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I'm doing a little game in Python 3.2 with use of PyQt. I needed to insert in menu actions which did almost the same, but with other parameters. I figured out I will do it with use of lambdas, but it turned out that all actions got the same parameter.

It turned out to be a closure problem, which i solved according to this post on other SO question. But one of the proposed solutions (with default argument) which should be equivalent to the other one, doesn't work. When I did a little test with print function both solutions were equal.

I'd like to understand it why it works different in this case. Is connect method influencing it somehow? It probably has something to do with python scopes. Here a snippet of what I'm doing (I omitted assigning names and text to actions):

cardsOptions = [15, 30, 45, 50, 55, 60, 10]
self.startActions = []
lambdas = []
for co in cardsOptions:
    action = QtGui.QAction(MainWindow)
    # This works
    # action.triggered.connect(partial(self.StartGame, 8, co))

    lamb = (lambda a = co: self.StartGame(8, a))

    # This doesn't work, when StartGame is called it gets arguments 8, false

# This proves that closure was done ok, and it saved all co values
[m() for m in lambdas]

What surprise me the most is that it passes false as second argument, as if he evaluated a = co? So how closure with default argument is different from using partial, that it works this way?

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1 Answer 1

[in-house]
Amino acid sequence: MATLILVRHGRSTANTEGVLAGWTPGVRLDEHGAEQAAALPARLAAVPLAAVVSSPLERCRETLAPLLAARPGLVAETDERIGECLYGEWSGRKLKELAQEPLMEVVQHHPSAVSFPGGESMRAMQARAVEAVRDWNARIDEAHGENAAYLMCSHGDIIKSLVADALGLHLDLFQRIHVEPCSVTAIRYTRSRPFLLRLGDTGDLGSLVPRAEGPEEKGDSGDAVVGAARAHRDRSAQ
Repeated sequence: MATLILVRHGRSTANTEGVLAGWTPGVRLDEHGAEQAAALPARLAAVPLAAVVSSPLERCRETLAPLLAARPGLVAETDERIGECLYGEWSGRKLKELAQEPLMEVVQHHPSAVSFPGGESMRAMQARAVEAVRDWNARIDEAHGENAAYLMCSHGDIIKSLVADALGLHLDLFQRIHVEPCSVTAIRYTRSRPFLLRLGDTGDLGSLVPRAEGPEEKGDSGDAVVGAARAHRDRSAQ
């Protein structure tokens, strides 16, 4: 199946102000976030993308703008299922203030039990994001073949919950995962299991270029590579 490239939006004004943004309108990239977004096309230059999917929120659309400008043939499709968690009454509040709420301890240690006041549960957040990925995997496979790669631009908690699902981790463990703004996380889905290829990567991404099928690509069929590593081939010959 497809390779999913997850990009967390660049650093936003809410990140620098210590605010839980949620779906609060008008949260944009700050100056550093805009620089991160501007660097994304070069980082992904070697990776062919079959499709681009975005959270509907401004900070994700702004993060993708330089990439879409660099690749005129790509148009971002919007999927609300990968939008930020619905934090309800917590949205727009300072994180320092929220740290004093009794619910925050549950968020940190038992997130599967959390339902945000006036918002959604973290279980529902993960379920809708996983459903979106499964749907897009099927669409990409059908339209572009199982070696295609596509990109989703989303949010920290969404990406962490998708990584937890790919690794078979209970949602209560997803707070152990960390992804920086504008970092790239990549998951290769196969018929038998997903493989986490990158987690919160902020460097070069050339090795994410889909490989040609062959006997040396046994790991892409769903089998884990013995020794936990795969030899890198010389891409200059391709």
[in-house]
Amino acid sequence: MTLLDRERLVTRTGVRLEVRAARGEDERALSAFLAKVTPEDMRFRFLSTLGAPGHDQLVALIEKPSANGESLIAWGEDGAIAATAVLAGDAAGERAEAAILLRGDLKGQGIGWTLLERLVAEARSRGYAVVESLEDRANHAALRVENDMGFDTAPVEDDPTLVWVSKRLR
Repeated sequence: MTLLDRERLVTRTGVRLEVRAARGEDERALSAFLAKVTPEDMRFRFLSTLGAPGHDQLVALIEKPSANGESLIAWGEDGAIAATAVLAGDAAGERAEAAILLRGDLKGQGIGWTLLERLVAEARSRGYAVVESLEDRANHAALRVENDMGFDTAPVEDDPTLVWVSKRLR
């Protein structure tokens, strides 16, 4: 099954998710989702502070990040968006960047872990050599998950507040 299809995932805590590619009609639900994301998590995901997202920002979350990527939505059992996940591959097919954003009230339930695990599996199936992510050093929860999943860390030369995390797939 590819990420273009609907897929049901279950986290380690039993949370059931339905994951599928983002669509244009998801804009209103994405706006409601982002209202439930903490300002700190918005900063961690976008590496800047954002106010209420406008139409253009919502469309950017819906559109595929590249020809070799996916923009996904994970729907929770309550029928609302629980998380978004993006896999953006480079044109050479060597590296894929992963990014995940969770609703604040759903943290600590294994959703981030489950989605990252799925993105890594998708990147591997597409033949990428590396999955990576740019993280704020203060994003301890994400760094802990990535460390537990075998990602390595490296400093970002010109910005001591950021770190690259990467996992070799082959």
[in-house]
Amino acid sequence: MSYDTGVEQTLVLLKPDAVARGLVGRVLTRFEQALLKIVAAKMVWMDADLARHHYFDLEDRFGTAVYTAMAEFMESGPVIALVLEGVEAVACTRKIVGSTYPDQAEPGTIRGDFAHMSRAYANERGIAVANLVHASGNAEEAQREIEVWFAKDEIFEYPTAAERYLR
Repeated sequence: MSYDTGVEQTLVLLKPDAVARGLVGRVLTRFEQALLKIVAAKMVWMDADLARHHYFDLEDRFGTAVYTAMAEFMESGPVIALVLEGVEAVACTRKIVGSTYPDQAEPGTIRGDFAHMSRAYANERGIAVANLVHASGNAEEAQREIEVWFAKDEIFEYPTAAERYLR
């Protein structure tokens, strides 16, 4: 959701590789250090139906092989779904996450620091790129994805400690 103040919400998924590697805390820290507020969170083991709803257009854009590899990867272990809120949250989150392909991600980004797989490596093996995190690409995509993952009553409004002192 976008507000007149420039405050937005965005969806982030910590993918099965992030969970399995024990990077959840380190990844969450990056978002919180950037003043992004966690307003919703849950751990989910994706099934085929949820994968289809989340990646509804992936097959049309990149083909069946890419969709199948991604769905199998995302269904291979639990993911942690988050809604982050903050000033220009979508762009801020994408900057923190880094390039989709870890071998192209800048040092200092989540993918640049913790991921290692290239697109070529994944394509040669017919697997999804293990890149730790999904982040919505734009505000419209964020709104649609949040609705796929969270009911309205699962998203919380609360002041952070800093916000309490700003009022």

up vote 4 down vote accepted

But if you write:

[m(False) for m in lambdas]

It will call to StartGame with arguments 8,False, too.

Qt is probably calling your lambdas with argument False, so the default argument of the lambda is simply not used.

But your idea is good. Try with the following:

lamb = (lambda a, real_co = co : self.StartGame(8, real_co))

Now the False is simply ignored and the real_co value is used.

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The QAction.triggered signal carries with it the checked state of the action, which is always either True or False. For non-checkable actions, like what @slawek is creating, the checked state should be False. – Nathan Nov 6 '11 at 23:47
You're right, that works. I didn't think of that. To top of that now I also understand why false even got there. I thought that triggered signal has no argument, turns out I was wrong. From PyQt doc: "void triggered (bool = 0)". So mystery was solved, and here I thought all my lambdas are gonna break. Thank you. edit. Thanks @Nathan for your insight. It's always good to understand things : ] – slawek Nov 6 '11 at 23:52

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